The Little Work Book: Chapter 5
How to Work for Somebody
So far, I have talked about some of the benefits of working, some truths about getting work, God as our provider, and how to get a job if you do not have one. This next point is critical in moving forward successfully, and although it is a simple instruction, it can be the most difficult to consistently accomplish.
Colossians 3:22-24 (ERV)
22 Servants, obey your masters in everything. Obey all the time, even when they can’t see you. Don’t just pretend to work hard so that they will treat you well. No, you must serve your masters honestly because you respect the Lord. 23 In all the work you are given, do the best you can. Work as though you are working for the Lord, not any earthly master. 24 Remember that you will receive your reward from the Lord, who will give you what he promised his people. Yes, you are serving Christ. He is your real Master.
The two big ideas I want to emphasize from these verses is to obey your boss and to have a good attitude about it. Both can be challenging sometimes. Sometimes our boss is wrong. Sometimes we are smarter than our boss. Sometimes the boss is not kind, or patient, or good. My recommendation in such cases is to treat them with respect and obey them anyway (so long as they aren’t telling you to break the law). By doing so, over time, you will win your boss over, or some other positive opportunity will arise from someone else who sees your good work ethic, or you will become motivated to look for a better job.
When you begin a new job there will be a testing period. Your boss will be looking to see if you can do the work, if you can handle new challenges, if you can meet their expectations, if you can be a team player, and if you can follow instructions. Also, consider this: depending on where you find a job, there is a possibility your boss will not be the person who hired you. Someone else in another department or Human Resources might choose you and then dump you on your boss’s plate. You could be starting off on the wrong foot just by being there. Perhaps your new boss doesn’t like the person who hired you and doesn’t trust their judgment. Perhaps your new boss asked for a certain person they wanted, but you were hired instead. There are many unforeseen circumstances that could be going on behind the scenes that could put you in a tough spot with your boss in the beginning. However, no matter how difficult the situation starts, if you will commit to obeying your new boss with a good attitude and keeping your mouth shut, your good work ethic will speak for itself and more than likely you will gain favor with them and perhaps in time even gain a friend.
When I was in my early twenties, I got a job selling cars at a dealership. I was terrible. In fact, I was the worst salesman they’d ever had. I know this because the head of the dealership kept telling me so. The only thing standing between me and unemployment was my immediate supervisor. He would do almost anything to keep me around. One day I overheard him talking to his boss about firing me.
“Please don’t make me fire Gary. I know he’s a lousy salesman, but he is so dependable. He’s always on time, he does whatever I tell him to do, and he has a great attitude about it. He’s just young and inexperienced. Let me handle this.”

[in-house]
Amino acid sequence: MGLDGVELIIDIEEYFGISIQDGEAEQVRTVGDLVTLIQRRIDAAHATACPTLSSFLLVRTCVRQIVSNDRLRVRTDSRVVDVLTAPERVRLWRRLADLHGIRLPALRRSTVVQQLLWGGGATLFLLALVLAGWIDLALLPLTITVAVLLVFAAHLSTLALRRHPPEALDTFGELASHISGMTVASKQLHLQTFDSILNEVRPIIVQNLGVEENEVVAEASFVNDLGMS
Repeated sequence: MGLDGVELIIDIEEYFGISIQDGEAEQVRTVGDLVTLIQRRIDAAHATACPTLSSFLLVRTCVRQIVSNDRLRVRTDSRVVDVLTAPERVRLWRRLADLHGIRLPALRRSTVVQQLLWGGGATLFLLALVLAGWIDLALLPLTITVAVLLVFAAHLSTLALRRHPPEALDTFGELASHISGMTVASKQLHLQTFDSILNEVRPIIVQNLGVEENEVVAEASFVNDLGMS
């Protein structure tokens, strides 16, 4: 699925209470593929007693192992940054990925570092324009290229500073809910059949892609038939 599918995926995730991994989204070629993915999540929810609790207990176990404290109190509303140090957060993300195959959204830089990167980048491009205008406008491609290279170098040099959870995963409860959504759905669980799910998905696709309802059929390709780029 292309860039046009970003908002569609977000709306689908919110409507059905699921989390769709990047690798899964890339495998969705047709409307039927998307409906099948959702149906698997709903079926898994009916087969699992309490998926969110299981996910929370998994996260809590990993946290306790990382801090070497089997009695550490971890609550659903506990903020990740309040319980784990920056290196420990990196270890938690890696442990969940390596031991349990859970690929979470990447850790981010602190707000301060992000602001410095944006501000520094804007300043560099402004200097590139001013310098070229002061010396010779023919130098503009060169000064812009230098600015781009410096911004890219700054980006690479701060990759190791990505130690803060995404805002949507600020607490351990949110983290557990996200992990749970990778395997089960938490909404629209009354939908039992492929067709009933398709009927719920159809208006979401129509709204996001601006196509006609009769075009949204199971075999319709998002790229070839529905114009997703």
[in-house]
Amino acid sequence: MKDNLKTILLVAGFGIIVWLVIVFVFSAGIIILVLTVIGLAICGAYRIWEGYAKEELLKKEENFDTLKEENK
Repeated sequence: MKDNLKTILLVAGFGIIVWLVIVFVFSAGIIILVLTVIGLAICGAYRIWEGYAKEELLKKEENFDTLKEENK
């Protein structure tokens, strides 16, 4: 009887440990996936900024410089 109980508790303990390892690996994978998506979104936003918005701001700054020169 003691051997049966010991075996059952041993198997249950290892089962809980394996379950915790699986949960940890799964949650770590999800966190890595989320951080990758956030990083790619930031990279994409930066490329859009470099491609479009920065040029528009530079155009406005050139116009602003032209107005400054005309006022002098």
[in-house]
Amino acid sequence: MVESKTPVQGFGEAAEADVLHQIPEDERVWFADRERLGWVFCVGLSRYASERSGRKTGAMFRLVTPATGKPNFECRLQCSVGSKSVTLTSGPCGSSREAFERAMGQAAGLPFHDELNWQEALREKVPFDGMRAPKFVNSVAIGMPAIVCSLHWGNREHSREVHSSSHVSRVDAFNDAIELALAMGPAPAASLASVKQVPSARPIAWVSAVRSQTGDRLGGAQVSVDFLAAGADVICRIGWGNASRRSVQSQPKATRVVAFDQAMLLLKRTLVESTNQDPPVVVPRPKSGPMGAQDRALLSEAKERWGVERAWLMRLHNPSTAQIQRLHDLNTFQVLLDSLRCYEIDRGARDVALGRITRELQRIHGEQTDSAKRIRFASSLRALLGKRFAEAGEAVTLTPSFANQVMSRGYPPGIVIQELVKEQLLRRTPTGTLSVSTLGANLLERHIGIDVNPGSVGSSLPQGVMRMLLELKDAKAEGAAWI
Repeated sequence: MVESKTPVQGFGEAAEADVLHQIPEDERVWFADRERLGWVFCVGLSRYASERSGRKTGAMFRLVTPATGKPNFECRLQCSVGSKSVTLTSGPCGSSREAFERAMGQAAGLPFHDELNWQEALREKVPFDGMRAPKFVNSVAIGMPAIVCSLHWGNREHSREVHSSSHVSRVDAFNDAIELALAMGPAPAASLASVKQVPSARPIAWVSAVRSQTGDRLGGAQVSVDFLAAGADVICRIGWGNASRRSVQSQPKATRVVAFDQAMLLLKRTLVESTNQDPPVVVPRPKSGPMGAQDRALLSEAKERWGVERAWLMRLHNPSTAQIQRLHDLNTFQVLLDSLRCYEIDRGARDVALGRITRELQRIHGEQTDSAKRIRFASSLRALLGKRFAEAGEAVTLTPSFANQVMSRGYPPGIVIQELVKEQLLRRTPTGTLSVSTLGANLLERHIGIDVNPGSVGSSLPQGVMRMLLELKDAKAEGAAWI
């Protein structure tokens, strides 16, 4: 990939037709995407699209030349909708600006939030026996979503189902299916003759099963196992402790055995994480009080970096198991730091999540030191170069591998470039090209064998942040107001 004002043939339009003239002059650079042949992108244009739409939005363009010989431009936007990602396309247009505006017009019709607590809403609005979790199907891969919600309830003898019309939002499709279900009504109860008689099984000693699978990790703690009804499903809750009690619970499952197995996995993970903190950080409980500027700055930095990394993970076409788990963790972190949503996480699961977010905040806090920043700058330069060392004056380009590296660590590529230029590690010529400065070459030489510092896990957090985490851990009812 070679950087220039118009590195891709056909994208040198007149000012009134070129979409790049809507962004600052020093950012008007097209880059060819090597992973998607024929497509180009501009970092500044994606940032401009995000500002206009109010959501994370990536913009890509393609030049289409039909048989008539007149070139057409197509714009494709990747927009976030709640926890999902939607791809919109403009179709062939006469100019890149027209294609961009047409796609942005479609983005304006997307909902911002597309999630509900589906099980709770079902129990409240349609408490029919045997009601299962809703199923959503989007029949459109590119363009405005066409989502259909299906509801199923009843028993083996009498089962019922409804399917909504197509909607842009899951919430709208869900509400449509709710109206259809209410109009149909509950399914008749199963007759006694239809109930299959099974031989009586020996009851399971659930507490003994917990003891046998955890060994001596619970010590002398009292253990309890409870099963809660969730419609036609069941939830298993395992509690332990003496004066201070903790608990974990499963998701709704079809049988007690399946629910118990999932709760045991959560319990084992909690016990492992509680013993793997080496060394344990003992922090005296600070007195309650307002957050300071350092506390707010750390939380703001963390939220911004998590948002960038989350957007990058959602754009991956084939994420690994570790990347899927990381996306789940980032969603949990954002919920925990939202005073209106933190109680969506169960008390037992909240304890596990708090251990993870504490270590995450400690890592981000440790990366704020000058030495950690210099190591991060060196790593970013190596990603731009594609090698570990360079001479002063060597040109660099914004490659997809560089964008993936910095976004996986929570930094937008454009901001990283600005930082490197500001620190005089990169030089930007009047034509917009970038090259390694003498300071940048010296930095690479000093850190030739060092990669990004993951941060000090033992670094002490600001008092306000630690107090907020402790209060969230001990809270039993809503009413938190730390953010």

Think about this for a moment. You are hired to do a particular task. You can’t seem to learn how to do the task. Every time you attempt to accomplish the task you fail. This goes on for months. Everyone around you is wondering why you are still around. Your co-workers are wondering, the higher-ups of the company are wondering, people who have been at the company for years are wondering. There is pressure on every level for you to be fired, yet the one person standing between you and the street is your immediate boss, and he won’t budge. He is loyal to you. How does this happen?
You should know that my boss and I were not friends. He rarely said a kind word to me. Whenever he wanted me to do something, he would yell at me and make sure that everyone within yelling distance could hear him. But I never talked back or complained or even got angry. I just looked at it as: I need a job. This is my job. He is my boss. I need to obey. I need to be thankful and have a good attitude. Too bad for me he has an anger and volume problem.
Some of you might be wondering how to keep a good attitude when your boss is not treating you with respect. The answer is right there in Colossians. Work as if you are working for the Lord. (and not for some flawed human being). You can live in two worlds. One is what others around us see, the other is the world between each of us and the Lord. In the one other people see, we are to obey our bosses and have a good attitude about it. In the one between us and the Lord, we can process the situation with Him, even get our complaining out. “Lord, what can I learn through this?” “Lord, I need your help to handle this right.” “Lord, if you have something better for me, I sure would appreciate it.”
Another point to consider as you go into work each day is the perspective of your boss. What if you were in charge? Would you want you as a worker? Would you look forward to going to work to see you, your work ethic, and your attitude? Or would you dread you?
In the coming chapters we will discuss how to advance in your work, how to be a good boss when you become one, and how to run your own business. If you will continue to follow the simple lessons in this book, those outcomes are not only possible but likely. Success is difficult to stop when the right principles are applied.